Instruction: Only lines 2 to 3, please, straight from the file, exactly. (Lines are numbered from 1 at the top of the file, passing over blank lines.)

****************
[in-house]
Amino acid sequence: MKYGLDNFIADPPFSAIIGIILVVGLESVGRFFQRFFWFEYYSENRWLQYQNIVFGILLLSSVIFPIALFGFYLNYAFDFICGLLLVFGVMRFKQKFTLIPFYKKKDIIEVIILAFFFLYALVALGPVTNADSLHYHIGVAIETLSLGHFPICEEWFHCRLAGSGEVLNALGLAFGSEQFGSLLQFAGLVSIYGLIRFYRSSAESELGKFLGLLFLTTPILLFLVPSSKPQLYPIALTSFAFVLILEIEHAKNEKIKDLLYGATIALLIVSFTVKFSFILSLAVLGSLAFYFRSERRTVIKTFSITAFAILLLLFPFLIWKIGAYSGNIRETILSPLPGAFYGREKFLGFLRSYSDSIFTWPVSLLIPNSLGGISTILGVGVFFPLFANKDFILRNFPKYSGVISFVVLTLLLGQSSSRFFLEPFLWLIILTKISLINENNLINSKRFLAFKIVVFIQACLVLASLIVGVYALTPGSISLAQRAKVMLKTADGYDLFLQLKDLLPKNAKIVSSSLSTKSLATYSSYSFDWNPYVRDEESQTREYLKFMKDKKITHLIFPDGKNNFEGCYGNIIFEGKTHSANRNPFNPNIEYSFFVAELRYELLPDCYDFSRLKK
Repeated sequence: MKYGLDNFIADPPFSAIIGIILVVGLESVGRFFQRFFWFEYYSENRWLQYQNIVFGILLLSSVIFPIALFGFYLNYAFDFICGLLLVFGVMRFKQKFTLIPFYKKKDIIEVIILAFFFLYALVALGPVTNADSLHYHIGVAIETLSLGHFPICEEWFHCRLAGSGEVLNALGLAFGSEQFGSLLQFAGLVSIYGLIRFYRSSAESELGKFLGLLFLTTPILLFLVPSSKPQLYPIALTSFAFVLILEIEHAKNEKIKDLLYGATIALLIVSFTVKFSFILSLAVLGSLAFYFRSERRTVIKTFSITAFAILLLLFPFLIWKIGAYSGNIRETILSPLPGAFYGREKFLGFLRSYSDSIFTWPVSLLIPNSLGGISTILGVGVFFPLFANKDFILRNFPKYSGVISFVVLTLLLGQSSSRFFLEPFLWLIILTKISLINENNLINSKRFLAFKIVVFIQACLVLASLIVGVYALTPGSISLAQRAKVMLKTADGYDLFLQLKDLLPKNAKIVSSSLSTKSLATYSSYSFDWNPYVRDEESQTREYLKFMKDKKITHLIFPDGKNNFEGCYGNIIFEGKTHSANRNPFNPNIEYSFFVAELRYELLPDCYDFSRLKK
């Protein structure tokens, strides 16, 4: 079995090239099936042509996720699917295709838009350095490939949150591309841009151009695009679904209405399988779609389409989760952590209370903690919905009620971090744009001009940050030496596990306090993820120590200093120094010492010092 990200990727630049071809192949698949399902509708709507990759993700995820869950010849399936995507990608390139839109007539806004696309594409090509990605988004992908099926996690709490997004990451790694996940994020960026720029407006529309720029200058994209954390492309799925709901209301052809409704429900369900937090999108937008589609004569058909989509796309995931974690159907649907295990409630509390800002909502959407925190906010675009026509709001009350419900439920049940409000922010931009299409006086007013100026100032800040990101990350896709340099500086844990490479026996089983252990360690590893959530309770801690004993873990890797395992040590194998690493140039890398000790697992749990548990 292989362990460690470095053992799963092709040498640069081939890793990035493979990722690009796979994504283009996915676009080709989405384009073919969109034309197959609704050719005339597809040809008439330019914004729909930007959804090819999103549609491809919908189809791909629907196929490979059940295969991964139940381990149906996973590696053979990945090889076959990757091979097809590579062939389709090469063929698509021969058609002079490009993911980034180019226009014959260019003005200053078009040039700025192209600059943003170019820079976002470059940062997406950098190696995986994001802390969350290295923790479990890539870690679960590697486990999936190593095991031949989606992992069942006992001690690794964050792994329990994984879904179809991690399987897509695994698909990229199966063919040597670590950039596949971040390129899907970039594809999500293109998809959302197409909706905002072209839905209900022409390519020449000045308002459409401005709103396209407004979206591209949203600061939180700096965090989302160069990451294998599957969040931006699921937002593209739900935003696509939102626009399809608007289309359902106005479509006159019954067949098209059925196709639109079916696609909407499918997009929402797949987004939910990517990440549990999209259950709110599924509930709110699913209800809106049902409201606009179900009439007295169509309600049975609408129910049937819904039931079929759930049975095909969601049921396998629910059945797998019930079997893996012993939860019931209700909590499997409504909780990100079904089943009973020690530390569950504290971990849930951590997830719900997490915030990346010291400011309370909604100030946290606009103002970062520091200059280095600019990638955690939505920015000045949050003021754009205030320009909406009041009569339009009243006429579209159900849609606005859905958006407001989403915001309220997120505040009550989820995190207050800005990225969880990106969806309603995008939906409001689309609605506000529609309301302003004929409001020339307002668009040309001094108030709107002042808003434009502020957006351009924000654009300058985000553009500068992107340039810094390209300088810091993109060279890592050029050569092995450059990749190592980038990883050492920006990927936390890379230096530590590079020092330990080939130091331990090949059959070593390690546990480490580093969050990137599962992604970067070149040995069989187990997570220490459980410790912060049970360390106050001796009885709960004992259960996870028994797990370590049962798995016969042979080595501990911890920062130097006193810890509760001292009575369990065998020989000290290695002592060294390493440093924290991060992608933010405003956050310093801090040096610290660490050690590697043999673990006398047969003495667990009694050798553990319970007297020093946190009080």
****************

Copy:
Amino acid sequence: MKYGLDNFIADPPFSAIIGIILVVGLESVGRFFQRFFWFEYYSENRWLQYQNIVFGILLLSSVIFPIALFGFYLNYAFDFICGLLLVFGVMRFKQKFTLIPFYKKKDIIEVIILAFFFLYALVALGPVTNADSLHYHIGVAIETLSLGHFPICEEWFHCRLAGSGEVLNALGLAFGSEQFGSLLQFAGLVSIYGLIRFYRSSAESELGKFLGLLFLTTPILLFLVPSSKPQLYPIALTSFAFVLILEIEHAKNEKIKDLLYGATIALLIVSFTVKFSFILSLAVLGSLAFYFRSERRTVIKTFSITAFAILLLLFPFLIWKIGAYSGNIRETILSPLPGAFYGREKFLGFLRSYSDSIFTWPVSLLIPNSLGGISTILGVGVFFPLFANKDFILRNFPKYSGVISFVVLTLLLGQSSSRFFLEPFLWLIILTKISLINENNLINSKRFLAFKIVVFIQACLVLASLIVGVYALTPGSISLAQRAKVMLKTADGYDLFLQLKDLLPKNAKIVSSSLSTKSLATYSSYSFDWNPYVRDEESQTREYLKFMKDKKITHLIFPDGKNNFEGCYGNIIFEGKTHSANRNPFNPNIEYSFFVAELRYELLPDCYDFSRLKK
Repeated sequence: MKYGLDNFIADPPFSAIIGIILVVGLESVGRFFQRFFWFEYYSENRWLQYQNIVFGILLLSSVIFPIALFGFYLNYAFDFICGLLLVFGVMRFKQKFTLIPFYKKKDIIEVIILAFFFLYALVALGPVTNADSLHYHIGVAIETLSLGHFPICEEWFHCRLAGSGEVLNALGLAFGSEQFGSLLQFAGLVSIYGLIRFYRSSAESELGKFLGLLFLTTPILLFLVPSSKPQLYPIALTSFAFVLILEIEHAKNEKIKDLLYGATIALLIVSFTVKFSFILSLAVLGSLAFYFRSERRTVIKTFSITAFAILLLLFPFLIWKIGAYSGNIRETILSPLPGAFYGREKFLGFLRSYSDSIFTWPVSLLIPNSLGGISTILGVGVFFPLFANKDFILRNFPKYSGVISFVVLTLLLGQSSSRFFLEPFLWLIILTKISLINENNLINSKRFLAFKIVVFIQACLVLASLIVGVYALTPGSISLAQRAKVMLKTADGYDLFLQLKDLLPKNAKIVSSSLSTKSLATYSSYSFDWNPYVRDEESQTREYLKFMKDKKITHLIFPDGKNNFEGCYGNIIFEGKTHSANRNPFNPNIEYSFFVAELRYELLPDCYDFSRLKK